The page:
Hiking: A Great Cross-Training Exercise

I finally transferred most of my photos off my phone to my Google Photos account! I must have had a good 150 pictures from January to March back when I was going iPhone 6 camera crazy; and they were just sitting there. Taking up space. And now my phone feels a hundred times lighter!

As I was transferring the pictures I realized that Val and I went hiking a lot this past late winter and spring. Back in New Jersey, hiking meant driving at least an hour to good trails, but 2 hours if you wanted to really find any kind of decent elevation gain. 2 hours!! So…we didn’t hike in New Jersey. But here in Portland, we can get to a number of great trails with elevation to climb that are within an hour’s drive from our apartment. Looking back, I guess realizing this made us more apt to head out on the weekends for some adventure.

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Val is triumphant! Look at that slope!

As someone who thoroughly enjoys ultramarathons, I find it strange that I don’t get out to the trails more often. Ultrarunning kind of goes hand-in-hand with the trails and trail running, but for some reason, I stick to the roads. I’ll get to the trails occasionally so that I remind my body how to avoid roots and deal with switchbacks, but I definitely don’t get enough mileage in on the trails. I think it’s because with running, I don’t like to drive someone to for a run. Most of the time, I’ll run an extra 4 miles or so to meet for a group run instead of driving there. But when it comes to hiking, the hour drive doesn’t matter to me which is likely because it’s not just me going hiking as Val is there with me.

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There are several reasons why I’m so glad we went hiking in the Columbia River Gorge so often when we first moved to Portland. First, we got to experience early on just a small slice of what natural beauty Oregon has to offer (seriously, the Columbia River Gorge is Bee-U-tiful!). Second, Val and I knew we enjoyed hiking through woods and trails from previous experiences when camping, so it was great to feed that desire again on such a regular basis instead of just the once a year family camping trip. And third: the workout. Hiking is no joke. Our favorite trail to hike, Angel’s Rest,  is about a 5 mile out and back hike with about a 1,500 ft of elevation gain. It’s short, sweet, and has spectacular views when you get to the top. But our most memorable hike to date has to be Mt. Defiance even though I ended up catching a fever the night we hiked the challenging Nesmith Point (10.6 miles round trip, approx. 3,800 ft elev. gain).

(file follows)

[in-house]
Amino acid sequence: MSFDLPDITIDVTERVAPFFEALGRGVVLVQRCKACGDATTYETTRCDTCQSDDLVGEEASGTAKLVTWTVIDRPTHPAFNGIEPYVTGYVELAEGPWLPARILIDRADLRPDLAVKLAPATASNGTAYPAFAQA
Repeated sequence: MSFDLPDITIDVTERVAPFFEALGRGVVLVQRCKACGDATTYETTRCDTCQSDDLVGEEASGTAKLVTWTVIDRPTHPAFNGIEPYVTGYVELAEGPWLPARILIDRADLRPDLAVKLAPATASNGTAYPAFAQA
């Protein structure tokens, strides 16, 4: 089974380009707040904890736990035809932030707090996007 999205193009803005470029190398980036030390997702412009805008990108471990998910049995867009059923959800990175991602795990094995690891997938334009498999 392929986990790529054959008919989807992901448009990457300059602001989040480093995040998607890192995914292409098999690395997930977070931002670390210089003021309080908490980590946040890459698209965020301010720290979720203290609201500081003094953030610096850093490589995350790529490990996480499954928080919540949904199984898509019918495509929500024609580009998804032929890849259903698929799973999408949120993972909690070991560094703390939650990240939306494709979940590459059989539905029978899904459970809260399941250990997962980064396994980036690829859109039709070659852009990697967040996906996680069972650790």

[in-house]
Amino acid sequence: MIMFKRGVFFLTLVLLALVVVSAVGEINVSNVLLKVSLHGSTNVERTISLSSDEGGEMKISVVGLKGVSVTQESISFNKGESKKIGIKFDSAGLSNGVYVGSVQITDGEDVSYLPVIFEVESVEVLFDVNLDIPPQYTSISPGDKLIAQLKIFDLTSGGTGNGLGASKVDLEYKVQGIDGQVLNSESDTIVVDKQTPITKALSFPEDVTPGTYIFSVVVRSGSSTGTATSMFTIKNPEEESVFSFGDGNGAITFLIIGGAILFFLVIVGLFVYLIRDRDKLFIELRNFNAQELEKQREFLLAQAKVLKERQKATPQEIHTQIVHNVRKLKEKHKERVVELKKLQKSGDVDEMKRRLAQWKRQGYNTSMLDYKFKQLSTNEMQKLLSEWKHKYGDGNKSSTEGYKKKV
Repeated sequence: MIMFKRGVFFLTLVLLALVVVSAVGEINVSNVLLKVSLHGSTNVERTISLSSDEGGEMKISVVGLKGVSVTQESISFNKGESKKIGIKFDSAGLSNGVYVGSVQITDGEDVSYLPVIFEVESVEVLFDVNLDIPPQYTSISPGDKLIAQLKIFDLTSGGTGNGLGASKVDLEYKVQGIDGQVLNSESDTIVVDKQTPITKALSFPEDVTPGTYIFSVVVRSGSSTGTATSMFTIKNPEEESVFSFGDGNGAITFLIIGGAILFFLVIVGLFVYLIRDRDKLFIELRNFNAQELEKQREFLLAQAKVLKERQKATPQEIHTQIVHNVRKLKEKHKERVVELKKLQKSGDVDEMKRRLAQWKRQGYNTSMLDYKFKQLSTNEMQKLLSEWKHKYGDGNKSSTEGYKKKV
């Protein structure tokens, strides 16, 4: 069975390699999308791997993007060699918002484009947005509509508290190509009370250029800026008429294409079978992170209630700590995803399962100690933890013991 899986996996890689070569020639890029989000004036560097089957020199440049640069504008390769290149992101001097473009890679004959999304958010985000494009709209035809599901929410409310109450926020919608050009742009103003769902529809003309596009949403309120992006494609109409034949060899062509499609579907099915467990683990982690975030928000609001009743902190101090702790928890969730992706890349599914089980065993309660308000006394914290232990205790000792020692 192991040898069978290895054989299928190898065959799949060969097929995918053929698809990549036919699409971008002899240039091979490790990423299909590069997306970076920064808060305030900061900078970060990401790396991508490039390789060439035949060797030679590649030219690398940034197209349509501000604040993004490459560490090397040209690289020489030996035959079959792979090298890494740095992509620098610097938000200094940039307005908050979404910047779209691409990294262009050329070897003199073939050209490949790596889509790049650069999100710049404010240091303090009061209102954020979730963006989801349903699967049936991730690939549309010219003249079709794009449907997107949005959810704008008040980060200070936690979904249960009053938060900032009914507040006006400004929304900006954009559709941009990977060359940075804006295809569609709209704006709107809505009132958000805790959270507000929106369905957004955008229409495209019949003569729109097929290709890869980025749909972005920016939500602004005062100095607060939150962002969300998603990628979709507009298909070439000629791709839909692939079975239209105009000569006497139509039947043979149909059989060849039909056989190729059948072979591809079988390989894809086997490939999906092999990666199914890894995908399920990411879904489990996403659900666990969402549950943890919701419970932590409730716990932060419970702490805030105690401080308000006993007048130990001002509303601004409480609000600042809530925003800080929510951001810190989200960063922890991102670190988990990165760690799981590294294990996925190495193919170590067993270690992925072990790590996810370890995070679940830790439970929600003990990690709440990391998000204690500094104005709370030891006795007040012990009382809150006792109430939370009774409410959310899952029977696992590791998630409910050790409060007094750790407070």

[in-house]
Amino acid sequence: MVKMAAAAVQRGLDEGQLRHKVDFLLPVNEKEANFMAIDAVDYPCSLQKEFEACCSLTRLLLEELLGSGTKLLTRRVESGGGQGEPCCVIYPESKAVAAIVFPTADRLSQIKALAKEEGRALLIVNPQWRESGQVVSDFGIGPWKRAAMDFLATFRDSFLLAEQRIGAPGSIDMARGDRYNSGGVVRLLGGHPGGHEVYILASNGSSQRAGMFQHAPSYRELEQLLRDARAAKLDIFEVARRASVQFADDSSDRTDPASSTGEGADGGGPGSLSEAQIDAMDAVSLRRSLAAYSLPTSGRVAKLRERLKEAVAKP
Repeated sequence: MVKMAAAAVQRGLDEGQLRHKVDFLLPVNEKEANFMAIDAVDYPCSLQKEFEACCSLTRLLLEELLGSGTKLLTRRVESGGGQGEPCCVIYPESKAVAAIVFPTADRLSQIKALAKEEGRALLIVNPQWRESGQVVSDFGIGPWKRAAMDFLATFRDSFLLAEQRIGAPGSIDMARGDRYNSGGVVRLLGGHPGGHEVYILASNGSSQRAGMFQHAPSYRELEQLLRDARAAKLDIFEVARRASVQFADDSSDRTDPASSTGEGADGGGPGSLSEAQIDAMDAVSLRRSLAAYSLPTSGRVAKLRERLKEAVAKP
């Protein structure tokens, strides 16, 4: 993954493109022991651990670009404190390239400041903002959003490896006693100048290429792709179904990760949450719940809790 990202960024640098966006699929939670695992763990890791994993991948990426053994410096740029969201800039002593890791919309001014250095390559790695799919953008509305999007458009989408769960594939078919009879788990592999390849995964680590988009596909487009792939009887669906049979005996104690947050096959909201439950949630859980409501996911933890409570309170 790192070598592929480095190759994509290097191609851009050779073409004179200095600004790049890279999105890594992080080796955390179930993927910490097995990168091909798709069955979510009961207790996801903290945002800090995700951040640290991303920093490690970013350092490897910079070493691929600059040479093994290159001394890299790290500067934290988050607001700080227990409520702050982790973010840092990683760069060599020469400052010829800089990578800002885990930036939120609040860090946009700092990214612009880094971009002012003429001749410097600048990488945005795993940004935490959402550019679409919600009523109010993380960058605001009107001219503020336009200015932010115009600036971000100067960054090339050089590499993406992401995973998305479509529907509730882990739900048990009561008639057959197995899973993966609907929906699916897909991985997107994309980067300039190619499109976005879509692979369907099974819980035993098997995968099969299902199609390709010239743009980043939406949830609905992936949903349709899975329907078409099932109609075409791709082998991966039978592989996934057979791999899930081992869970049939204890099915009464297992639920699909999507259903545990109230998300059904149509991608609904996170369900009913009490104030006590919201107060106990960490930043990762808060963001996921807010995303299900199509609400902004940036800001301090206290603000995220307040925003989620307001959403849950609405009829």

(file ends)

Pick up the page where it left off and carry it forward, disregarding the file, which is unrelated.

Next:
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One of the many amazing views from atop Angel’s Rest. 

Mount Defiance. Boy oh boy. MD is a 12 mile round trip with about 5,000 ft of elevation gain. After the first half mile or so it’s basically straight up for the next 5.5 miles with very few and short stretches of flat elevation. At about mile 2 or 3 Val and I were already talking about throwing in the towel. Calling it quits. Packing up and heading back…I’m so glad we didn’t though because I think that defying (and conquering) Mt. Defiance definitely built character for both of us. Plus we got some spectacular sights from the top.

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Views from near (or possibly at) the top of Mt. Defiance. 

They say cross-training is great to include your training plan. I second that claim. Cross-training allows for some rest to certain muscles, the engagement of lesser-used muscles, and many other benefits such as lowering the risk of burnout. When I was training for a Memorial Day 50K back in May, hiking proved to be a great cross-training exercise. By choosing trails with sufficient elevation gain and a decent amount of technical terrain, I was able to strengthen muscles that wouldn’t be targeted when running such as the extremely important gluteus maximus. It also strengthens your ankles and makes them more flexible which is very helpful, and quite necessary, for trail running.

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Running is a very linear sport. If you run on the road, track, sidewalks, parks, etc., then you run horizontally. Hiking allows, and often forces, you to perform different movements when progressing forward = Great engagement of different muscles!

Val and I didn’t do too much hiking over the summer, but I’m hoping that will change soon. We did go hiking two weekends ago with our neighbors Lance and his son Echo so maybe that’s the start of our return to trailheads and mountain views. I’d love to tackle Mt. Defiance again, but I’m looking to get away from the Columbia River Gorge. I think Mt. St. Helens is calling my name!

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Lance, Val, and the greatest 2 year old explorer on the planet, Echo.

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Just soaking it in. Soaking it all in.

What kind of cross-training do you like to incorporate into your training? Do you enjoy hiking? Swimming? Cycling? Walking? Let’s talk about cross-training and hiking in the comments!

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